Game 1: White Sox 7 – Rays 5 (11 Innings)

Game 2: White Sox 4 – Rays 8

Game 3: White Sox 0 – Rays 9



At least Friday night was exciting, right?


In a series that statistically meant much more to the Rays than the Sox, you got the expected effort level from each team. The Sox looked up for this series right until the point that Wander Franco’s ground ball trampolined off the 3rd base bag and turned into a run scoring double Saturday morning. At that exact moment the “Not Interested” neon sign flared on and the weekend was kaput.

It was also not a glorious weekend for the bullpen, as Craig Kimbrel gave up yet another run and then left Aaron Bummer with a bag of shit that he promptly exploded all over the mound. The Sox also trotted out Mike Wright Jr, who is so good at baseball that MLB.COM doesn’t even have a player bio for him.

All told, the Sox gave up 22 runs in 3 games and only scored 11. Not really a recipe for success, but they did manage to scrape out an exciting win Friday and split the season series with the Rays 3-3 so all is not terrible.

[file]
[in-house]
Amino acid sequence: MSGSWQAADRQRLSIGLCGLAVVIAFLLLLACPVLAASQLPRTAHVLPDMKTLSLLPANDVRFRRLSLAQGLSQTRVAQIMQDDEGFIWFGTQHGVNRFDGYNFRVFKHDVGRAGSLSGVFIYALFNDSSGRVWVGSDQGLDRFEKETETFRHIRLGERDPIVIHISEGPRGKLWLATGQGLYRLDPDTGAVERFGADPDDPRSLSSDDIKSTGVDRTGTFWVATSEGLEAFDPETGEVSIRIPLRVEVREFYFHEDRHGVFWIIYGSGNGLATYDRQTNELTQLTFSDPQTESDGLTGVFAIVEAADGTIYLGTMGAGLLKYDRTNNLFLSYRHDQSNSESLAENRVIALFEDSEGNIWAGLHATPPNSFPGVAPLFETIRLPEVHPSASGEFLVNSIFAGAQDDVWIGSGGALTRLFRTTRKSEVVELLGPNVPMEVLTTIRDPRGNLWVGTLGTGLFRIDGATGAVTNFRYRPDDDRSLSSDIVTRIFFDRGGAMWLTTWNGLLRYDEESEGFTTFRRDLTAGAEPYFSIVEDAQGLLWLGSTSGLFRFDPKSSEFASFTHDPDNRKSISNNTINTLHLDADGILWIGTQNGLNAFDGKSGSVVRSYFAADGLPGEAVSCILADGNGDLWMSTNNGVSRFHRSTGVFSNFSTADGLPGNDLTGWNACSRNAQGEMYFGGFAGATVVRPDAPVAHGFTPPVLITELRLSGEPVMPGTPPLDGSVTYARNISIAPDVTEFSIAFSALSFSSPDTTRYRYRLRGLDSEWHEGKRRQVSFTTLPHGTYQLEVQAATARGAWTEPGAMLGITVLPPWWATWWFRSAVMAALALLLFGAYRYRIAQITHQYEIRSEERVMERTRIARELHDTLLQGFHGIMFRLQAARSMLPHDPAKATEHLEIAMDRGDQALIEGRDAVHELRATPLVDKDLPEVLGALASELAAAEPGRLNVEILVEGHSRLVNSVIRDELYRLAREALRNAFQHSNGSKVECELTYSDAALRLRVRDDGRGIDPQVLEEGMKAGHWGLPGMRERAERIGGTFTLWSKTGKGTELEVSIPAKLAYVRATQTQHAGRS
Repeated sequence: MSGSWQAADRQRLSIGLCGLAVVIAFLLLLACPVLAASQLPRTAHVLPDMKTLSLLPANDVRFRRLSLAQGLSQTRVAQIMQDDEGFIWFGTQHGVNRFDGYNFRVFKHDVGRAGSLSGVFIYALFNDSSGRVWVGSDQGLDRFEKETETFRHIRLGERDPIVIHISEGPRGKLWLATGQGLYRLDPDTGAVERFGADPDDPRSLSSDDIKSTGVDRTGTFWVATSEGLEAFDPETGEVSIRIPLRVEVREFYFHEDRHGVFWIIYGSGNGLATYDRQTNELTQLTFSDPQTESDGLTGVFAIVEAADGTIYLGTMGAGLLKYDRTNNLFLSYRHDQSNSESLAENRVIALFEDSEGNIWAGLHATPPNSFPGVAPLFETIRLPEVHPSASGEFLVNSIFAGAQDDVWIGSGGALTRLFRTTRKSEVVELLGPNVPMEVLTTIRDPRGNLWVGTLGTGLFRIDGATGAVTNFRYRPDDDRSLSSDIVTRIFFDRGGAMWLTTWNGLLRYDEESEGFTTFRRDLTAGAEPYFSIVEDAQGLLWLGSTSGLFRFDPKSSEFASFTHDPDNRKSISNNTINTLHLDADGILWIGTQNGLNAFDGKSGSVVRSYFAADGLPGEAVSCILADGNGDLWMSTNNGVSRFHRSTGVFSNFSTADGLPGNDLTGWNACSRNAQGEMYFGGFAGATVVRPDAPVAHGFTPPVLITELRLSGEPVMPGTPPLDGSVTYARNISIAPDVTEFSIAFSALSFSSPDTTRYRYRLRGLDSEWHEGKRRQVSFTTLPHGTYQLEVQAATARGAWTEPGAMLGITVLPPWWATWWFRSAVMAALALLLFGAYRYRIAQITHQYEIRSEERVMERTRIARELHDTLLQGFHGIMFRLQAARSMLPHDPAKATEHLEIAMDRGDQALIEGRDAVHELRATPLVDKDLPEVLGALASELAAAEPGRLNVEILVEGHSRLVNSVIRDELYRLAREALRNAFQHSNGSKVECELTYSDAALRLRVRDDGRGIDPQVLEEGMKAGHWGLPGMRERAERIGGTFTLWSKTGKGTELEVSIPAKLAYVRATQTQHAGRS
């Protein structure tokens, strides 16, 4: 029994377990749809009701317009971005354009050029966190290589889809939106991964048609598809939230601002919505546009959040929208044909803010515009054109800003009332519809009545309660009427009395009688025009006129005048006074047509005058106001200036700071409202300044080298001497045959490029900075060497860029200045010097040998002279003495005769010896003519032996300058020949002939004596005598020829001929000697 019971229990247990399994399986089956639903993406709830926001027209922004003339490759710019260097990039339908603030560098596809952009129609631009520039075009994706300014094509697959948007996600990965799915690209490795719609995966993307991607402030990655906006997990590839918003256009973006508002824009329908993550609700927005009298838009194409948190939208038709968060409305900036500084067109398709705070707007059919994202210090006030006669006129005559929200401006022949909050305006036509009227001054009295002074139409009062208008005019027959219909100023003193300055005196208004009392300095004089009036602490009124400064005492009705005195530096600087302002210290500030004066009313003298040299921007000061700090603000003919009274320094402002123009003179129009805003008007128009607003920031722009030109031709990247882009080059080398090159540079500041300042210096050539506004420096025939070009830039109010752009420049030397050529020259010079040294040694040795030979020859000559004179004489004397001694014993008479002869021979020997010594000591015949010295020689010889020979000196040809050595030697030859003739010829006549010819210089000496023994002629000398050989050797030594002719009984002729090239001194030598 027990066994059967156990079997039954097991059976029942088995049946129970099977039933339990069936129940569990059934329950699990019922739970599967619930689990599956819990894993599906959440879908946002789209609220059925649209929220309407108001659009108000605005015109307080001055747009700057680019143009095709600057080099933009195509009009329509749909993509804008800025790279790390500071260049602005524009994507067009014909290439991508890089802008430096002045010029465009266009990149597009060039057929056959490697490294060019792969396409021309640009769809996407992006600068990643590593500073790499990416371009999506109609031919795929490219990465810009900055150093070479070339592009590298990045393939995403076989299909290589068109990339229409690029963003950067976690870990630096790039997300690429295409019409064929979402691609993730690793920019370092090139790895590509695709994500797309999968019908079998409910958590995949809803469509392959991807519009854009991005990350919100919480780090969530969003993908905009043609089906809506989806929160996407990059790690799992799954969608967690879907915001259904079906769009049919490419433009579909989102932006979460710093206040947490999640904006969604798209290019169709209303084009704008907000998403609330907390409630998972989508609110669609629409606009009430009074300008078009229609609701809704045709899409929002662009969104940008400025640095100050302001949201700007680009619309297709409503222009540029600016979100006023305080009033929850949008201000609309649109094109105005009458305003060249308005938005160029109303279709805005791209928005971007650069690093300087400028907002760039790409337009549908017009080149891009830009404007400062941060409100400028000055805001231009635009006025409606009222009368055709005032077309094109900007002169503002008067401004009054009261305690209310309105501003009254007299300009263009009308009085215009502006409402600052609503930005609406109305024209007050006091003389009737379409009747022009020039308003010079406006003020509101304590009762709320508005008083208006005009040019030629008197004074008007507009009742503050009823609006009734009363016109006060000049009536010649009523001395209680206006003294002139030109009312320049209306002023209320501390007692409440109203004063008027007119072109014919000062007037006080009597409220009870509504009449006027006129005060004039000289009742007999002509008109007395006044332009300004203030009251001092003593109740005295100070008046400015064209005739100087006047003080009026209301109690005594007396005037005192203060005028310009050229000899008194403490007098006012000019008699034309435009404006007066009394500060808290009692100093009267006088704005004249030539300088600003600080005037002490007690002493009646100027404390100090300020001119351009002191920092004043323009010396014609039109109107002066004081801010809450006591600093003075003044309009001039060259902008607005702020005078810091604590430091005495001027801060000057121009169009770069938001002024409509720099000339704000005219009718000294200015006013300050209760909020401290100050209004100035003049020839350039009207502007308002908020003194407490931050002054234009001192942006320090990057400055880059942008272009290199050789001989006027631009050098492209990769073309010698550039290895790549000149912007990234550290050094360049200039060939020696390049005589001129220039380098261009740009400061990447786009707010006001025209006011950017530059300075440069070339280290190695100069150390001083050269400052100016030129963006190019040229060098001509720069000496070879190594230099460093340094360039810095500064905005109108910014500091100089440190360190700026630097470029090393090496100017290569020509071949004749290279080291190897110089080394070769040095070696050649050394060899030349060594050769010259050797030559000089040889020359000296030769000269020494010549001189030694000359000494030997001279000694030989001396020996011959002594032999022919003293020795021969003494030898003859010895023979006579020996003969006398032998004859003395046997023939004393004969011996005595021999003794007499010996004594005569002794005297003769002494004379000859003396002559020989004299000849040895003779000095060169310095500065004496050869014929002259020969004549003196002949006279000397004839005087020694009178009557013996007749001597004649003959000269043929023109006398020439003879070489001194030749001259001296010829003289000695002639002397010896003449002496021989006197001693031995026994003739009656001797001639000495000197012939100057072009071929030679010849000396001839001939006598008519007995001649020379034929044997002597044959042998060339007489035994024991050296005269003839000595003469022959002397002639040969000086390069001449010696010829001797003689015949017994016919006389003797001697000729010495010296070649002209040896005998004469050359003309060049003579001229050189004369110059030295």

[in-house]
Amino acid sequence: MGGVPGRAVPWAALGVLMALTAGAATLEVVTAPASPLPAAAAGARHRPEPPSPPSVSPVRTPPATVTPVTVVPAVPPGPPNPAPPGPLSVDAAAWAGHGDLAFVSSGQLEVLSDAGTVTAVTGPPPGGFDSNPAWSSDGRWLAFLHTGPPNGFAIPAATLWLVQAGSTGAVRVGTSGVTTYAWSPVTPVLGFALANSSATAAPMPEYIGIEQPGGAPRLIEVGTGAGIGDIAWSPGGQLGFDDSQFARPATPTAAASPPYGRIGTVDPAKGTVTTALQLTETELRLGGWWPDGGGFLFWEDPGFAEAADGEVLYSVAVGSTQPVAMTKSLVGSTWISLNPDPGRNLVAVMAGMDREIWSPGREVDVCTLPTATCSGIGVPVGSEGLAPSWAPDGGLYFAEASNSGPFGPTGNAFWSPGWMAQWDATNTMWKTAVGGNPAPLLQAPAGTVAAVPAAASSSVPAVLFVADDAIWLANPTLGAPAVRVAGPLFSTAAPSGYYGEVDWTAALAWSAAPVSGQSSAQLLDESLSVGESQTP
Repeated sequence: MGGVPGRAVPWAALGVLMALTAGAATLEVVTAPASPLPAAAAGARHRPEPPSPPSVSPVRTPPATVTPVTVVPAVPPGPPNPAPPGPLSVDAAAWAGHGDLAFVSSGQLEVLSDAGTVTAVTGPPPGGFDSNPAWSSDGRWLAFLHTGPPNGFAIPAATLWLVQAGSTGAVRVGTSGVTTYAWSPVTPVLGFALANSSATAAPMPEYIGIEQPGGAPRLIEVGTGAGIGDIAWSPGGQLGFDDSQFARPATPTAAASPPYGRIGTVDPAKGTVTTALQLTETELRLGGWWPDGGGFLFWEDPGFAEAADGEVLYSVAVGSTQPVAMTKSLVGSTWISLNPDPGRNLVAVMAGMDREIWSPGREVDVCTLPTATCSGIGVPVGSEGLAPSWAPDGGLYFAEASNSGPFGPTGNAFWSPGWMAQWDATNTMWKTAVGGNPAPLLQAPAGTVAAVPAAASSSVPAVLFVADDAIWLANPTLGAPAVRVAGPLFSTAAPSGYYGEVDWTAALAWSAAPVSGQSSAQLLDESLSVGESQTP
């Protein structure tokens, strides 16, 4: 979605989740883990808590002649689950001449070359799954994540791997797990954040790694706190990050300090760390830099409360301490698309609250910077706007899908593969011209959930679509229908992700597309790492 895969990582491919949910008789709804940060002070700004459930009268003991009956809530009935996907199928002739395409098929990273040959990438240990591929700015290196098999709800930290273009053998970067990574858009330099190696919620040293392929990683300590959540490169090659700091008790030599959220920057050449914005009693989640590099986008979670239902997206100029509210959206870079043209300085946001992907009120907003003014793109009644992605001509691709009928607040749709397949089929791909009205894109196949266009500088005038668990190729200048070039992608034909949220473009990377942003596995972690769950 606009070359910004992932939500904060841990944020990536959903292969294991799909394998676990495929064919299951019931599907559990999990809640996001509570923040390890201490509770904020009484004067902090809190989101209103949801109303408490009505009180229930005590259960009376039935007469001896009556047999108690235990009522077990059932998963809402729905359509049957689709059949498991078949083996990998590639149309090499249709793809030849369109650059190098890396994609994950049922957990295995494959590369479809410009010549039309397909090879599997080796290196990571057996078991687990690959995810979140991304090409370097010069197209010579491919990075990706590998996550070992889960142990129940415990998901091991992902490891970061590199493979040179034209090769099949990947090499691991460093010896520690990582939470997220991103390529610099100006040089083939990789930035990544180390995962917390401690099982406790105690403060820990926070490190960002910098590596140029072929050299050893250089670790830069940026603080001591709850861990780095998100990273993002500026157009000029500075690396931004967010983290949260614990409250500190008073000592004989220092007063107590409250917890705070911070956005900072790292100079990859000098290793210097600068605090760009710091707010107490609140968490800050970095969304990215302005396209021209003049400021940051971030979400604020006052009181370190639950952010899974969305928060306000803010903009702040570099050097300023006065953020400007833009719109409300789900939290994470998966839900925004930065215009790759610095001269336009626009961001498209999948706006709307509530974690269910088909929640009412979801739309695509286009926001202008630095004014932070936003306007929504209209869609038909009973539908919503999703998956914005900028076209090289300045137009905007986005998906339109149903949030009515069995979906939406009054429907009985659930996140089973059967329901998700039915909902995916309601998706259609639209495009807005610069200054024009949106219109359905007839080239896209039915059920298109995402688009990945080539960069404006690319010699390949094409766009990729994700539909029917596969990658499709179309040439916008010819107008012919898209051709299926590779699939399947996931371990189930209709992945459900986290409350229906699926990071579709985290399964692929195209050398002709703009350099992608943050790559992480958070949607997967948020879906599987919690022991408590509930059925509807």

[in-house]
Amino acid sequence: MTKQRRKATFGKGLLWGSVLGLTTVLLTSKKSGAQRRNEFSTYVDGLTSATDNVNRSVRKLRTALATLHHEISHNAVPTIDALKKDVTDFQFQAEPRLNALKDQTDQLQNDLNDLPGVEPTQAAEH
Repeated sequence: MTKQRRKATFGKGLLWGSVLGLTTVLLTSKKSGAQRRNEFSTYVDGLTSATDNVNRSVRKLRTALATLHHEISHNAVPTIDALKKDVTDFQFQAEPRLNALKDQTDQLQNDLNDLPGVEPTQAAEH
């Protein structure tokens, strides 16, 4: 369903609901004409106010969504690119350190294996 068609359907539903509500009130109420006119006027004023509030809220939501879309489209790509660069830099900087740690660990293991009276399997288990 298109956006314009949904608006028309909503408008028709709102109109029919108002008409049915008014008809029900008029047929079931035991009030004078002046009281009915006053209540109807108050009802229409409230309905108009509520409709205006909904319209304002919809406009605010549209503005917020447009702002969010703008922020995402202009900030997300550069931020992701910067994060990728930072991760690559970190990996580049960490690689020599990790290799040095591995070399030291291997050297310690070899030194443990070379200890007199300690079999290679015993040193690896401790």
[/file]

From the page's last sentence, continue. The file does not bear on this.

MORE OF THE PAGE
To The Pipe Bombs!




-Lucas Giolito, welcome back! A very quality start from our guy here, going 7 strong and striking out 8 while only making a single mistake to Ji-man Choi in the 2nd inning (which barely cleared the OF wall). Gio looked in control all game, and probably could’ve at least started the 8th inning but Tony wanted to (rightfully so) get the ball to his lockdown bullpen in the 8th. Unfortunately we know how that went, but it shouldn’t diminish what Lucas was able to do on the mound against a very pesky Rays lineup.

-Tim Anderson, ladies and gentleman. There’s not much else that can be said, so just bask in his glory.

-Yoan Moncada went yard as well, so that should potentially silence his haters for a second or two. But probably not.

-Luis Robert looks like he never left. Having Brian Goodwin around to spell him every few games is a great bonus for the team, and it should hopefully keep Robert at 100% heading into the postseason.

-Ryan Tepera has been as advertised and might end up being a sneakily great addition for Rick Hahn.